Tano Batak Day 3: Porsea – Balige – Tarutung
Departing from Kabupaten Asahan, we entered Kabupaten Tapanuli Utara, a region where Batak Toba people originally came from. This region is situated at the centre of the Province of North Sumatra and contains many small “kampung” (huta) which, some of them, were named after the Bataknese family names who resides in the areas. I bring up the term “Batak Toba” to introduce the fact that there are actually several sub-tribes of Batak such as Toba, Karo, Pakpak, Simalungun, and Mandailing; each has slightly different family names, culture and language.
We started at Porsea, where my mother’s homeland was. It is sometimes confusing when we use the term “homeland” as Batak people mostly tend to migrate. One can say that Porsea is the homeland of the Manurung’s descendants but it does not necessarily mean that the Manurungs had never been elsewhere before. And in addition, it does not, in any way, mean that an area only belongs to one family as many others also resided there. Sitorus, Sirait, and Butar-butar also resides here.
We visited the tomb of my grandfather’s parents from my mother’s side. Our next destination was Balige, we’re heading there simply to check out the tomb of Sisingamangaraja XII. I later found out that Balige is, of course together with several other families, the homeland of Siahaan’s descendants.
He is regarded as one of the national heroes of Indonesia for his struggle confronting the Dutch invasion to Tapanuli. Legends say that he had some supernatural resistance to fire bullets and by which he could not ever be killed but solely on condition that his hands shall never be desecrated by human blood. The Dutch troops finally revealed his secret and shot his beloved daughter. As expected, he was so devastated by sorrow and sadness that he could not resist to not hug his dear dead covered-with-blood daughter. He was then shot to death by a bullet of the Dutch armies.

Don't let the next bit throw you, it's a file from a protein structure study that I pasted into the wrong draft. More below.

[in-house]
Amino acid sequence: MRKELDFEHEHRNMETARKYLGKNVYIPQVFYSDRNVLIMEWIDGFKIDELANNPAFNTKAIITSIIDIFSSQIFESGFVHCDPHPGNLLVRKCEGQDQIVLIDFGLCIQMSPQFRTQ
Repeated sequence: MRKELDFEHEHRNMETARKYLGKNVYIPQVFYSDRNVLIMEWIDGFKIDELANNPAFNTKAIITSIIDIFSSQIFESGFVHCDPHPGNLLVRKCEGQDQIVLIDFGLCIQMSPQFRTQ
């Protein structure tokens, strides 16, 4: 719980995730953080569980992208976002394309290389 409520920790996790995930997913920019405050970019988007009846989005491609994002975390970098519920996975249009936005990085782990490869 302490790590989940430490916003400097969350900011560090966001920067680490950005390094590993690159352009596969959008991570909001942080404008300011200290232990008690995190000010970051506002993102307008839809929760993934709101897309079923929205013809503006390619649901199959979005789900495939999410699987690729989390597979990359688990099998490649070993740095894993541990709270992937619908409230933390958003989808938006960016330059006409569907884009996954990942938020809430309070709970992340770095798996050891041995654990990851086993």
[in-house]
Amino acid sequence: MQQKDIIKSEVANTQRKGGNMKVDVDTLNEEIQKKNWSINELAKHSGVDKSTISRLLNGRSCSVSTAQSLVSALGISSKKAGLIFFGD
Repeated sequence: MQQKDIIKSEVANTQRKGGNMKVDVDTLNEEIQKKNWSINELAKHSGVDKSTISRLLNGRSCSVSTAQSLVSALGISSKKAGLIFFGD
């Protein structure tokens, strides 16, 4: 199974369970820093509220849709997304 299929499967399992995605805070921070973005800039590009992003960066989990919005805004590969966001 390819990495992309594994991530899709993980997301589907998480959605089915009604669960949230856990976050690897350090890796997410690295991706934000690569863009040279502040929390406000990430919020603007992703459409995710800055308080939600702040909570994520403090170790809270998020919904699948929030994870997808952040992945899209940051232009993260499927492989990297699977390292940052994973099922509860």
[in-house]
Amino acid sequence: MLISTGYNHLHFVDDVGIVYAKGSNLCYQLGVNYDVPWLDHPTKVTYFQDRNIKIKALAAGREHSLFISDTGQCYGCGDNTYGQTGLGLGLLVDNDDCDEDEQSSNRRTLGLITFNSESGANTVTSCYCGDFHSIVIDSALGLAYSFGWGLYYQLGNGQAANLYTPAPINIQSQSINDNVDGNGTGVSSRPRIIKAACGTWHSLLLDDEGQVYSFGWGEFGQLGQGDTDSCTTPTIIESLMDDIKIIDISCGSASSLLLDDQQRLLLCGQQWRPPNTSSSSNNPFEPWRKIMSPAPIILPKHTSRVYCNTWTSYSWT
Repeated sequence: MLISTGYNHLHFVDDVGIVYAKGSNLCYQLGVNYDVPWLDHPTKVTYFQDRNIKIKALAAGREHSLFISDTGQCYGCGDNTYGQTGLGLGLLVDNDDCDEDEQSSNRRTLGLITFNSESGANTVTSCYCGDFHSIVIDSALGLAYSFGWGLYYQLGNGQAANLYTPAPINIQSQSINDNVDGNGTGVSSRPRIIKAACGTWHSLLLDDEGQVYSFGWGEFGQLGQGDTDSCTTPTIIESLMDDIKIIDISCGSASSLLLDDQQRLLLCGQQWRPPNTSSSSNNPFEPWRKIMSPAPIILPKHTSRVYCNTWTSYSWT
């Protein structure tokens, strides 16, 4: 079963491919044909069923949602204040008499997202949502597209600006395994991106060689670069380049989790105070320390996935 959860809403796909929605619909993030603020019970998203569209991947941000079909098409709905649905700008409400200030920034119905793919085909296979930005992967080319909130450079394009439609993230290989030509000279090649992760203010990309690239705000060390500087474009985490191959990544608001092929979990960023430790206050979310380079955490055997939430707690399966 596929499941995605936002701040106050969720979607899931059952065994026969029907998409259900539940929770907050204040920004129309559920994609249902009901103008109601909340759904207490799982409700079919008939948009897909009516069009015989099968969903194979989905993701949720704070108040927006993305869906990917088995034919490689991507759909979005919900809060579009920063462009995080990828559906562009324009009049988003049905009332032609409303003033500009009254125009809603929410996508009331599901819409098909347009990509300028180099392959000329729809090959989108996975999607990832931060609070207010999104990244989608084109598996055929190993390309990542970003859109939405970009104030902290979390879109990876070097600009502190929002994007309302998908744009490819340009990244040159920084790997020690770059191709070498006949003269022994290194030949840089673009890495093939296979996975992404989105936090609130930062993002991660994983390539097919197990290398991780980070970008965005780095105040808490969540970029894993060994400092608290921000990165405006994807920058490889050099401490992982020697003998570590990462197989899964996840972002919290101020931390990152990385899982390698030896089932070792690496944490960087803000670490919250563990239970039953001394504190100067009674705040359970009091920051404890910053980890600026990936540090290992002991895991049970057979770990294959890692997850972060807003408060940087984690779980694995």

Afterwards, we headed to Tarutung, the capital district of Kabupaten Tapanuli Utara. Tarutung is the homeland of Hutagalung’s descendants. Tobing, Hutapea, Hutauruk, and Simorangkir also resides here. We visited another tomb in Tarutung, it was the tomb of my grandfather’s parents (and grandparents) from my father’s side. The tombs is situated at the hillside of a mountain, so high we have to walk so far to arrive there (and we ended up having sore feet). Hahaha.
Dr. I. L. Nommensen
We then visited Salib Kasih, a natural complex built to commemorate the arrival of Nommensen at Tapanuli. Nommensen was a German Christian missionary who came in the 1900s. He arrived at Barus and continued his religious mission to Tarutung. Apparently, he was not the first missionary who came for Bataknese people; he was the third, stories say. But none of his predecessors succeeded their mission and in fact they were killed and eaten (legends say).
Most Bataknese people residing in Tapanuli Utara and Tapanuli Tengah finally converted to Christian from their old tribal religion, Parmalim. Several Bataknese families who resided near Aceh and Padang (northern and southern areas of the Province) converted to Islam, instead.
Everyone is our family and we keep our numbers
As the consequence of keeping our family names, we can always track down our relatives and any inter-relation between several Bataknese families. At least at some point, two people sharing the same family name are of course related to each other (although it will take hours to reveal the links, we love doing this). And even if two people do not share the same family name, one will come up saying that one of his relative does share the same family name and that makes the two person simply a family. This will make one Bataknese person has many ‘additional’ uncles, aunties, siblings, nieces, nephews, and even grandparents. This is practically useful when we’re abroad and have no relative at all. Go search one Bataknese person and we will have one.
In addition to family names, we also have numbers that signify our position in the family tree. For instance, my father is Hutagalung number 14 while I’m Hutagalung number 15. That means my father is the 14th descendant of Raja Hutagalung and I’m the the 15th. My children will be the 16th and my grandchildren will be the 17th. This is essentially useful to find out what we should call somebody sharing the same family name with us if we could not find any direct or indirect familial relation. In many cases, we could.
That’s all for the day. The next day we are going to visit Prapat, Toba Lake, and Samosir Island. I did not expect to know this much about my ancestors and I’m so glad to get the chance to visit my homeland.